Jeremy Hinzman, his wife, and their son, seek refugee protection in Canada. Mr. Hinzman enlisted in the US military and during his course of training and service gradually came to the conclusion that he could not participate in offensive operations. He sought conscientious objector non-combatant status from the US military while he was deployed in Afghanistan. His application was refused on the basis that he was willing to conduct defensive operations as a combatant, although not willing to conduct offensive operations as a combatant. Mr. Hinzman then resumed his regular military duties and training. When he received notice of his unit's deployment to Iraq, he left the military without leave and came to Canada with his Family.

Mr. Hinzman claims that he is a conscientious objector. He fears that as a result of his desertion from the US military, he will be prosecuted and any punishment he faces as a result would be persecution for following his conscience. He also asserted that his likely sentence as a result of a court martial would amount to cruel and unusual treatment or punishment.

Counsel to the Solicitor General of Canada (S-G) argued that Mr. Hinzman had a heavy legal burden to overcome in establishing his claim since the US is a democratic state. In addition, the S-G submitted that Mr. Hinzman does not meet the criteria of a conscientious objector. The S-G also asserted that Mr. Hinzman failed to demonstrate that the punishment he would likely receive for desertion from the US military would be excessive and amount to cruel and unusual treatment or punishment.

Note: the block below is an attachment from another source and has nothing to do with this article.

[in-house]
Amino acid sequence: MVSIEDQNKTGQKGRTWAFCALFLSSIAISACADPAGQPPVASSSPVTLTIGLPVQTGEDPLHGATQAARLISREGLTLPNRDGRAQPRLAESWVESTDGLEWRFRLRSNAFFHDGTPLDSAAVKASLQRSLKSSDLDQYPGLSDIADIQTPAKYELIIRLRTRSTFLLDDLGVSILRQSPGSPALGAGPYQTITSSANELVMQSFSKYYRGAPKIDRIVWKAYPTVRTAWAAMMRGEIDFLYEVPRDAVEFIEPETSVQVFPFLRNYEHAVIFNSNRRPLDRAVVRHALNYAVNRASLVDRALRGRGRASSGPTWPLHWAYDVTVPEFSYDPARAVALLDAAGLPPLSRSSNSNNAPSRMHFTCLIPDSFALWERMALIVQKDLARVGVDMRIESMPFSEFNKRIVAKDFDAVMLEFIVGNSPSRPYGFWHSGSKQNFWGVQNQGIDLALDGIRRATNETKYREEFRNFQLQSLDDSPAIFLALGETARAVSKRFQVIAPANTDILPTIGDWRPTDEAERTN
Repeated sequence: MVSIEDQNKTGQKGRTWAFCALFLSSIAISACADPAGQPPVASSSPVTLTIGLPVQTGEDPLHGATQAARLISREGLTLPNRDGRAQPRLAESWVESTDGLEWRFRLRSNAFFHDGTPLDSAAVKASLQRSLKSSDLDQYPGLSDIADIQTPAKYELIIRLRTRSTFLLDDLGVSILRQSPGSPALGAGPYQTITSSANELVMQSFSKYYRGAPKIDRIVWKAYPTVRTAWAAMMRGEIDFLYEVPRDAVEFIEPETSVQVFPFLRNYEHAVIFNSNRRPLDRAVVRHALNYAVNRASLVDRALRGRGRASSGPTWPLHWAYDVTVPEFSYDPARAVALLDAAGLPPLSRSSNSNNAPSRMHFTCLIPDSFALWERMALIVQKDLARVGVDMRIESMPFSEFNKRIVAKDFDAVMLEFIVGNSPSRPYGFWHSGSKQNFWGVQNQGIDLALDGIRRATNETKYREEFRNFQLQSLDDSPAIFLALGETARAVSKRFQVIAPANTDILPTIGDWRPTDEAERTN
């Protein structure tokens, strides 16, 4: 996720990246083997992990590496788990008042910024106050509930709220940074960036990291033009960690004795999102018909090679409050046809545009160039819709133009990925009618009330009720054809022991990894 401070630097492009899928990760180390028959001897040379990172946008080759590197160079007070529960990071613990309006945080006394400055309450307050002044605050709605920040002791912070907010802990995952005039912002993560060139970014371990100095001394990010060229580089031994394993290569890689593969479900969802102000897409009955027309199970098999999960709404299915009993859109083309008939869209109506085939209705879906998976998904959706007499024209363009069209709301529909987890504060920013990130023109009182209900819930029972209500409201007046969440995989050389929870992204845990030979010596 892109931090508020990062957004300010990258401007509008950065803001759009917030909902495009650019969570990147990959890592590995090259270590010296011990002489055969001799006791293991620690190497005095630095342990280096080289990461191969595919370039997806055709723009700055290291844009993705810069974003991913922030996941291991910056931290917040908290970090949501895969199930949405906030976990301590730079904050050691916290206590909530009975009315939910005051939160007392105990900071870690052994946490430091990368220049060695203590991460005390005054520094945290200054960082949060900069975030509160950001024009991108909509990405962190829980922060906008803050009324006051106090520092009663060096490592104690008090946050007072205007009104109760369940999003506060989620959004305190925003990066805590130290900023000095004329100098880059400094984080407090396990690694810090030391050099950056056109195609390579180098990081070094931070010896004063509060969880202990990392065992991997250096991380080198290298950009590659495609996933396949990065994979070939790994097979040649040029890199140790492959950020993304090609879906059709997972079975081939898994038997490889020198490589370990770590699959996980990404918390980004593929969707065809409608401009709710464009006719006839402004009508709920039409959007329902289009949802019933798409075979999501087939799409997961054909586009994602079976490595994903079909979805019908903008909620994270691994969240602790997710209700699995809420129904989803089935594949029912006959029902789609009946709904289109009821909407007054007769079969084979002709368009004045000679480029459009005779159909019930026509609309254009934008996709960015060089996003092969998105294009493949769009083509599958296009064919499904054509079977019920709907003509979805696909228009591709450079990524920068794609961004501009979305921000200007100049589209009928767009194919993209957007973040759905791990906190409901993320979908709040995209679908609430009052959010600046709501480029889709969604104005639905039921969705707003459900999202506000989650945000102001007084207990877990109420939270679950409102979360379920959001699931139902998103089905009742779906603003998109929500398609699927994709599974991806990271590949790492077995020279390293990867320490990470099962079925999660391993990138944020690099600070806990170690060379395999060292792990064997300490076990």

The Refugee Protection Division (RPD) found Mr. Hinzman, his wife and son not to be Convention refugees or persons in need of protection and rejected their claims for refugee protection.

The RPD found that the claimants would be afforded the full protection of a fair and independent military and civilian judicial process in the U.S. As a result they had not rebutted the presumption of state protection and their claims for refugee protection must fail. The RPD also dealt with other matters in the public interest as they had been raised, including that Mr. Hinzman was not a conscientious objector and that the punishment Mr. Hinzman would likely receive as a result of his desertion was not excessive or disproportionately severe.

With respect to the claims of Mr. Hinzman's wife and son, the RPD found that there was no evidence to support their claim that they would face a serious possibility of persecution in the US as a result of being part of Mr. Hinzman's family, nor was there any evidence to support their claim that they would face serious harm as a result of any punishment Mr. Hinzman may receive as a result of his desertion from the US military.

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